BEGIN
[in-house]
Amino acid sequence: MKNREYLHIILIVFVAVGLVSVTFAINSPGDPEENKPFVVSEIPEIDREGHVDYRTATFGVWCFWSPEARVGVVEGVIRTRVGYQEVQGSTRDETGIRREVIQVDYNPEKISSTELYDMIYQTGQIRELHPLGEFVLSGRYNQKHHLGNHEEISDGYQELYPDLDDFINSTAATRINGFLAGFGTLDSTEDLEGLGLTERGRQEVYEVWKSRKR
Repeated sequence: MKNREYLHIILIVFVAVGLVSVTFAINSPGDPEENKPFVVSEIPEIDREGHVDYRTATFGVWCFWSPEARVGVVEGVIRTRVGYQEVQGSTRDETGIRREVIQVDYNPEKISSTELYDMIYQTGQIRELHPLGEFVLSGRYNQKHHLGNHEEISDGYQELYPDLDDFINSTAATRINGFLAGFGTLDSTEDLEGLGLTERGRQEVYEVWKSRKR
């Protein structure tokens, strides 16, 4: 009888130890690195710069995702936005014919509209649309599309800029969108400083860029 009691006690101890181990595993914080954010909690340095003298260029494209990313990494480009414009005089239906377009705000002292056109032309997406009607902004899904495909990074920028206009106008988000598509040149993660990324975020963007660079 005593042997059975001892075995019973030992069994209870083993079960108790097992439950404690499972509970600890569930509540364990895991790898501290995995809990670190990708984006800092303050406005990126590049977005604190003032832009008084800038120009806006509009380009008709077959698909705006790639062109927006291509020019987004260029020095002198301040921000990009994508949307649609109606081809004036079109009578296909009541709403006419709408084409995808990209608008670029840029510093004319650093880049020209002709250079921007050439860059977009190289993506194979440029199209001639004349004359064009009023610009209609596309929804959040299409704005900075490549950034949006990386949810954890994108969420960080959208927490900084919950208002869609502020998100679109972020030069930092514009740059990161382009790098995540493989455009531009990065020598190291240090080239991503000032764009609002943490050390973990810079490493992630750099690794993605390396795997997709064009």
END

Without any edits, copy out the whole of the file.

[in-house]
Amino acid sequence: MKNREYLHIILIVFVAVGLVSVTFAINSPGDPEENKPFVVSEIPEIDREGHVDYRTATFGVWCFWSPEARVGVVEGVIRTRVGYQEVQGSTRDETGIRREVIQVDYNPEKISSTELYDMIYQTGQIRELHPLGEFVLSGRYNQKHHLGNHEEISDGYQELYPDLDDFINSTAATRINGFLAGFGTLDSTEDLEGLGLTERGRQEVYEVWKSRKR
Repeated sequence: MKNREYLHIILIVFVAVGLVSVTFAINSPGDPEENKPFVVSEIPEIDREGHVDYRTATFGVWCFWSPEARVGVVEGVIRTRVGYQEVQGSTRDETGIRREVIQVDYNPEKISSTELYDMIYQTGQIRELHPLGEFVLSGRYNQKHHLGNHEEISDGYQELYPDLDDFINSTAATRINGFLAGFGTLDSTEDLEGLGLTERGRQEVYEVWKSRKR
């Protein structure tokens, strides 16, 4: 009888130890690195710069995702936005014919509209649309599309800029969108400083860029 009691006690101890181990595993914080954010909690340095003298260029494209990313990494480009414009005089239906377009705000002292056109032309997406009607902004899904495909990074920028206009106008988000598509040149993660990324975020963007660079 005593042997059975001892075995019973030992069994209870083993079960108790097992439950404690499972509970600890569930509540364990895991790898501290995995809990670190990708984006800092303050406005990126590049977005604190003032832009008084800038120009806006509009380009008709077959698909705006790639062109927006291509020019987004260029020095002198301040921000990009994508949307649609109606081809004036079109009578296909009541709403006419709408084409995808990209608008670029840029510093004319650093880049020209002709250079921007050439860059977009190289993506194979440029199209001639004349004359064009009023610009209609596309929804959040299409704005900075490549950034949006990386949810954890994108969420960080959208927490900084919950208002869609502020998100679109972020030069930092514009740059990161382009790098995540493989455009531009990065020598190291240090080239991503000032764009609002943490050390973990810079490493992630750099690794993605390396795997997709064009």